Can a (new kind of) school change the world?


I'm obsessed with societal collapse. Economic inequality? Cultural dissolution? Systemic poverty? Environmental degradation? Substance abuse? The depression epidemic? Racial unrest? Ideological polarization? These are the topics that keep me up at night.

Though: I'm not despondent about these. Not only is there hope — I think our society is even making important progress on some of these fronts, progress that goes largely unrecognized in the media.

But a good outcome isn't a foregone conclusion. We live in the middle of a story whose ending is still up for grabs. From my vantage point, it's reasonable to expect that we'll screw the whole thing up (and take half the biosphere with us) and, at the same time, reasonable to expect that we'll get society right (and create a world truly worthy of Homo sapiens).

And I'm obsessed about figuring out how we can move away from the bad ending, and toward the good one.

I say this because lately I've realized that almost no one knows this about me. (Not my friends; not even my wife! That was an intriguing conversation.)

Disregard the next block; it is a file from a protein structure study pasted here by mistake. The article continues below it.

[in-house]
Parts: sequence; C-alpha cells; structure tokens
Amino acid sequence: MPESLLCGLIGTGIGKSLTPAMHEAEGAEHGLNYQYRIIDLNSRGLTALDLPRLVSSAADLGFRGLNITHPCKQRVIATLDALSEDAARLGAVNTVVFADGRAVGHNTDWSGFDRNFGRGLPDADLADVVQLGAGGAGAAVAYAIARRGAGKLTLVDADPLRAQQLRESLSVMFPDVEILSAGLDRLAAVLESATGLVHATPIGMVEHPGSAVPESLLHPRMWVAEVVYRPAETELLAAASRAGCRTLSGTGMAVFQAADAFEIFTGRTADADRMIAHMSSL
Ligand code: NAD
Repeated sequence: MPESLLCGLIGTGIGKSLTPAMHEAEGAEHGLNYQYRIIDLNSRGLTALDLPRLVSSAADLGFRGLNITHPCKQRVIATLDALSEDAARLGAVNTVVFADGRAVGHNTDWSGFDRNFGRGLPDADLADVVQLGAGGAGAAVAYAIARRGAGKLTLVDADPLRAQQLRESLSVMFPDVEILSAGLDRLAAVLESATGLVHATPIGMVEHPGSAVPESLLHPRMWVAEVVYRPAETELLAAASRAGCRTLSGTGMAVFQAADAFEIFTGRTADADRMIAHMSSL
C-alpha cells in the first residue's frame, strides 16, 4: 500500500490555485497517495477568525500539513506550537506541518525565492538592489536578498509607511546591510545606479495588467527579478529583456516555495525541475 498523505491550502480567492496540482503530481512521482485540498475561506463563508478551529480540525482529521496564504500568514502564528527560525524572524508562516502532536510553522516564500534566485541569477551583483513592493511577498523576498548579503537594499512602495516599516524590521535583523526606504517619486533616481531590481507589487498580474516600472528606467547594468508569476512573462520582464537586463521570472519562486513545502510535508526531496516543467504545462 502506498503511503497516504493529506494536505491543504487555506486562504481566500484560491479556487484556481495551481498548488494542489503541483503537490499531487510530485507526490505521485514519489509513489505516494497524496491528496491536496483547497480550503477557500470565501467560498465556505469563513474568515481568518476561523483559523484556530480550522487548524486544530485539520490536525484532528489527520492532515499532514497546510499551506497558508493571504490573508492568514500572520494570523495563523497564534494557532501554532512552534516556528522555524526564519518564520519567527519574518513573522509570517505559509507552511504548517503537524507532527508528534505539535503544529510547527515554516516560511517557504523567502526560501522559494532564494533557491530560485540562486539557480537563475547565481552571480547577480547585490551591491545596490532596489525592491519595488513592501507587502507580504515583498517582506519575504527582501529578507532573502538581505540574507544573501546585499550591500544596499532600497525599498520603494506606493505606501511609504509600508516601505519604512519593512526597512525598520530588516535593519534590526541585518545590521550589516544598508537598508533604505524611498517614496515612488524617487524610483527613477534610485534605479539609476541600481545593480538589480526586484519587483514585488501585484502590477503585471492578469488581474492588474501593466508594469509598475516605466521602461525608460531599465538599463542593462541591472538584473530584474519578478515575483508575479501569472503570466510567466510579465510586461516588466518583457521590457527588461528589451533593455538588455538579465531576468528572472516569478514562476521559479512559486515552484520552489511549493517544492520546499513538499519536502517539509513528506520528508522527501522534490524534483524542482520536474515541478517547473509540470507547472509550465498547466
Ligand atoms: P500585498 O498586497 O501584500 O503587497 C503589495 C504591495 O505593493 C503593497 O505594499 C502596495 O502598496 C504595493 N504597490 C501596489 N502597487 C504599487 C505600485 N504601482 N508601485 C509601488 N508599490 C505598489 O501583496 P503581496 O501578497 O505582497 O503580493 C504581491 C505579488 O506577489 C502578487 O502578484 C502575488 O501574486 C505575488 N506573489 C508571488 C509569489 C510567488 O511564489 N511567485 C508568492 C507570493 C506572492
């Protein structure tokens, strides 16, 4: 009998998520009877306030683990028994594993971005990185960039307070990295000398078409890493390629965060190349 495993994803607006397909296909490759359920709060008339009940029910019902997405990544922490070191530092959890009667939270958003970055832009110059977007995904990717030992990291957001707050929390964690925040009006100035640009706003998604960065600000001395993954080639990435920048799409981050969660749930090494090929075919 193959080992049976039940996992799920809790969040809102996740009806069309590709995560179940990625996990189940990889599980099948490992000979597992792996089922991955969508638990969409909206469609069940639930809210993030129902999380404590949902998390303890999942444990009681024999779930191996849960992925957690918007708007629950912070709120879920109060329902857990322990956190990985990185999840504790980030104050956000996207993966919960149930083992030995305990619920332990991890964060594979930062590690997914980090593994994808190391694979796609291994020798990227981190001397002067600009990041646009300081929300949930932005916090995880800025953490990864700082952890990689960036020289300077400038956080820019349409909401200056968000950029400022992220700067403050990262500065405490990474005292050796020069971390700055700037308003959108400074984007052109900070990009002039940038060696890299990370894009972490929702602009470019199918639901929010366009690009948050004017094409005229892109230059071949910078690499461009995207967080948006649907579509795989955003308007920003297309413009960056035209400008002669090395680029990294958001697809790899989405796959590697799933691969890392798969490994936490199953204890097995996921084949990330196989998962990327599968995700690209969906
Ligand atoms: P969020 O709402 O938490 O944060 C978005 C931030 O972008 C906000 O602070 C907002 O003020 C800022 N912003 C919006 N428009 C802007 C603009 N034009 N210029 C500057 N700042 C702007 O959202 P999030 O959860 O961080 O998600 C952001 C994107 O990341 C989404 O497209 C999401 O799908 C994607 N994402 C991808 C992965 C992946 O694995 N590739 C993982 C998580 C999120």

And I say it because, at some level, my goals for this school — this new kind of school — are bound up with these questions.

Can a school — a new kind of school — help mend the world?

Not save the world, mind you. Save is all-or-nothing. Mend is a more realistic goal. Mend allows us to count half-steps, allows us to take pride in making improvements at any scale, allows us to work with others.

So: can it?

Three possible routes

Obviously, this question of "can a school mend the world?" is an old one. It's what launched the common school movement in the mid 1800s, what launched Dewey's Progressive movement in the early 1900s, what launched Maria Montessori's and Rudolf Steiner's schools in the mid-1900s.